Correlation Engine 2.0
Clear Search sequence regions

Sizes of these terms reflect their relevance to your search.

Drosophila melanogaster females respond to male courtship by either rejecting the male or allowing copulation. The neural mechanisms underlying these female behaviors likely involve the integration of sensory information in the brain. Because doublesex (dsx) controls other aspects of female differentiation, we asked whether dsx-expressing neurons mediate virgin female receptivity to courting males. Using intersectional techniques to manipulate the activities of defined subsets of dsx-expressing neurons, we found that activation of neurons in either the pCd or pC1 clusters promotes receptivity, while silencing these neurons makes females unreceptive. Furthermore, pCd and pC1 neurons physiologically respond to the male-specific pheromone cis-vaccenyl acetate (cVA), while pC1 neurons also respond to male courtship song. The pCd and pC1 neurons expressing dsx in females do not express transcripts from the fruitless (fru) P1 promoter. Thus, virgin female receptivity is controlled at least in part by neurons that are distinct from those governing male courtship. Copyright © 2014 Elsevier Inc. All rights reserved.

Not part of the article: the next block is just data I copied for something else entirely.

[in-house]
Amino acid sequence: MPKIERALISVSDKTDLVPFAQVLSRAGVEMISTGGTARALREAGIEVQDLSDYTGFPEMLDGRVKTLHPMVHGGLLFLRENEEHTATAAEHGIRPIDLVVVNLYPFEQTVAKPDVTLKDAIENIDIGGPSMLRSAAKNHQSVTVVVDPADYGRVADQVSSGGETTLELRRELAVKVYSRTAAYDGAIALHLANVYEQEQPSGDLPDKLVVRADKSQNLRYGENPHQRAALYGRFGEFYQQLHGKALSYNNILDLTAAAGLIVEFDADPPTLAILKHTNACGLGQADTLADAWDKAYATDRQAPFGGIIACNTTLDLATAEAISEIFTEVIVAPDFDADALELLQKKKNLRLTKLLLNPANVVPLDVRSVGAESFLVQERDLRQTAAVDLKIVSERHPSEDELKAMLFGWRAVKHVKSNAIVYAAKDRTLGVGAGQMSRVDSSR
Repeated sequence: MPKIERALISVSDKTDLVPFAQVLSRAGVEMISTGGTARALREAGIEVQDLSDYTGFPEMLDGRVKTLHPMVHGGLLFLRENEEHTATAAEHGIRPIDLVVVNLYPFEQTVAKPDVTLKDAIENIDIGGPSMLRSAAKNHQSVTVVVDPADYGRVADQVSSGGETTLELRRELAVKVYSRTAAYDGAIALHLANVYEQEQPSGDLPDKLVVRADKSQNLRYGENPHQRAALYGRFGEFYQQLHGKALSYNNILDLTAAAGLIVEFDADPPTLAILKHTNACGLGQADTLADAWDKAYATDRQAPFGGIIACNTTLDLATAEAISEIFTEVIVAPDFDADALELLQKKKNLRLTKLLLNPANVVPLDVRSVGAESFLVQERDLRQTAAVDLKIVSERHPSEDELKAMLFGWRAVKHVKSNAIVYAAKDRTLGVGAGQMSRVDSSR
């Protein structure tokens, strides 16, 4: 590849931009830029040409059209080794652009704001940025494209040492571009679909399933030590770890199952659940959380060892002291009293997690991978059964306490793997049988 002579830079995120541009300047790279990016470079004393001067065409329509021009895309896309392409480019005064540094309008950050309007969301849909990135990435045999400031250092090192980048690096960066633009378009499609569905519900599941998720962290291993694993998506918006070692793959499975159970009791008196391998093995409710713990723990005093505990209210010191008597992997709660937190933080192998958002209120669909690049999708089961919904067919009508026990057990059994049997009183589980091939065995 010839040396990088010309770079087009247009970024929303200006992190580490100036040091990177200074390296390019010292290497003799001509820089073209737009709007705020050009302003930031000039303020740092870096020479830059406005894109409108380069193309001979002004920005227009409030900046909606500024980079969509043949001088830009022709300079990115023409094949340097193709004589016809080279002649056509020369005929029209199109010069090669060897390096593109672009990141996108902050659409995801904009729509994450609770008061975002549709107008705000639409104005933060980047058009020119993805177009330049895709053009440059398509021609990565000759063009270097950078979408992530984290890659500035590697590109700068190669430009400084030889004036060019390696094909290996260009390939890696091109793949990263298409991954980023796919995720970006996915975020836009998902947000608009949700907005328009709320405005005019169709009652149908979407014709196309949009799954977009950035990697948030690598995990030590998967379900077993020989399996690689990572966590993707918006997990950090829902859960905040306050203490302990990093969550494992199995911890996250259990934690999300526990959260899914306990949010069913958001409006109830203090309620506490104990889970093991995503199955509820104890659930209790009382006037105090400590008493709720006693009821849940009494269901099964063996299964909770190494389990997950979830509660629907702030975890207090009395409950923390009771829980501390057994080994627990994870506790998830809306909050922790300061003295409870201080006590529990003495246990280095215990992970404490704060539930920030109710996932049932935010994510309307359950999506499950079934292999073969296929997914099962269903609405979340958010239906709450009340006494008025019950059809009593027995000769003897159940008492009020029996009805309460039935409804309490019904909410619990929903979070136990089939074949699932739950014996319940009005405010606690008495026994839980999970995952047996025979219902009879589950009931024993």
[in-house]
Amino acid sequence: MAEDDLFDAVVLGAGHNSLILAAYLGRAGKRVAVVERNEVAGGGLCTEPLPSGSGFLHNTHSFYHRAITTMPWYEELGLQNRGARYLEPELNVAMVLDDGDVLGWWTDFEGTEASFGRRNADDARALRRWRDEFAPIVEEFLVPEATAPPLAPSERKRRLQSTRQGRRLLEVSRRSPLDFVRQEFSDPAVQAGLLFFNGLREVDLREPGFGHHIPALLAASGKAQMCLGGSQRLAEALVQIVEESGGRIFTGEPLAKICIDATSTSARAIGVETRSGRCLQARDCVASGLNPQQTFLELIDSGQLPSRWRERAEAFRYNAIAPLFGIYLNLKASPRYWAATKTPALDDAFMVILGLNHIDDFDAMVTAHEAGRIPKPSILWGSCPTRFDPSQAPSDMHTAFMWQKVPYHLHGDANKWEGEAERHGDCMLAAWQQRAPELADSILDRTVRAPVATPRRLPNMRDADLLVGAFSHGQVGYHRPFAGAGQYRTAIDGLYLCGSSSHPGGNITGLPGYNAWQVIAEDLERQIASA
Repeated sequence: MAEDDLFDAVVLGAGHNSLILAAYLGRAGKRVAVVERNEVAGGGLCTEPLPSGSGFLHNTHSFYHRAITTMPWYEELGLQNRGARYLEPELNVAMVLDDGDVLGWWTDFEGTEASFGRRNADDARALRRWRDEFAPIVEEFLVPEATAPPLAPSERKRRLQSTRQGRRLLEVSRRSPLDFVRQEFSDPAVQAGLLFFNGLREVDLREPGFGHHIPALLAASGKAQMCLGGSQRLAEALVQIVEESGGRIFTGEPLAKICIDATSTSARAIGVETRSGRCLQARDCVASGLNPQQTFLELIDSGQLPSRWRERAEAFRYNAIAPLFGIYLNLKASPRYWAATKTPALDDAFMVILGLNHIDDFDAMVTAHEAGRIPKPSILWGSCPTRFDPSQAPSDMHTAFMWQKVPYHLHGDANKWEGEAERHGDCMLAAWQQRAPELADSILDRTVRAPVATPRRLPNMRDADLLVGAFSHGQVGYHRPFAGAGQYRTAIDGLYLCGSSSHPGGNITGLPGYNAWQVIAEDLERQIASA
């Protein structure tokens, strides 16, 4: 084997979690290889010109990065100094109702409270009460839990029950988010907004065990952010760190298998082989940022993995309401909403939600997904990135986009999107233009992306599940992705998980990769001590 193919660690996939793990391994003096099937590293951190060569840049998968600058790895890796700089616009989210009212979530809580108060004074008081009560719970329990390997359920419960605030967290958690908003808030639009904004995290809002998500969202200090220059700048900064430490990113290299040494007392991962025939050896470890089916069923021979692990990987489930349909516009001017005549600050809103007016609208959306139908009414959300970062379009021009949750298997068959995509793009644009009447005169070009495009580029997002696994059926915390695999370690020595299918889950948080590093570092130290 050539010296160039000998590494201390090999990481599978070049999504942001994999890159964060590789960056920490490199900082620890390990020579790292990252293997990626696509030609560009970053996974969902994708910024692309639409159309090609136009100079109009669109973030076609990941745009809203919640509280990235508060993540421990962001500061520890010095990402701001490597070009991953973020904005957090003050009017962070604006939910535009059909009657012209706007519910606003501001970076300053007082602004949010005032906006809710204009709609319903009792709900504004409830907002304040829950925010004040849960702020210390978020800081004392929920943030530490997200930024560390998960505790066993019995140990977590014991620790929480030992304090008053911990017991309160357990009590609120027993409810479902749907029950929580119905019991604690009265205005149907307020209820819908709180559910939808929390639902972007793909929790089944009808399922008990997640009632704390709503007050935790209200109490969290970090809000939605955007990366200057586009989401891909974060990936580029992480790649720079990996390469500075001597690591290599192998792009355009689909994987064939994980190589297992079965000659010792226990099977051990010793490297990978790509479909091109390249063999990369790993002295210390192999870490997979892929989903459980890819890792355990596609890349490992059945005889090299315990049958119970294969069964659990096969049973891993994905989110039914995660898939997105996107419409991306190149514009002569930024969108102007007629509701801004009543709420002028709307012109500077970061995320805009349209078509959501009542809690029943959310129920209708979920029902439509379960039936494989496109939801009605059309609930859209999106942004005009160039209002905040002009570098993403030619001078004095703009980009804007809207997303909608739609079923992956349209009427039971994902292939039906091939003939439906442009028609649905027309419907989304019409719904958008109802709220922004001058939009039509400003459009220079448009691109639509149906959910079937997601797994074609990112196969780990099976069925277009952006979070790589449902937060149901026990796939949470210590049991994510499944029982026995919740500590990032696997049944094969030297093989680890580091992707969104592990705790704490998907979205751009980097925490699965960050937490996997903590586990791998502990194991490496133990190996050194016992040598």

Chuan Zhou, Yufeng Pan, Carmen C Robinett, Geoffrey W Meissner, Bruce S Baker. Central brain neurons expressing doublesex regulate female receptivity in Drosophila. Neuron. 2014 Jul 2;83(1):149-63

Expand section icon Mesh Tags

Expand section icon Substances

PMID: 24991959

View Full Text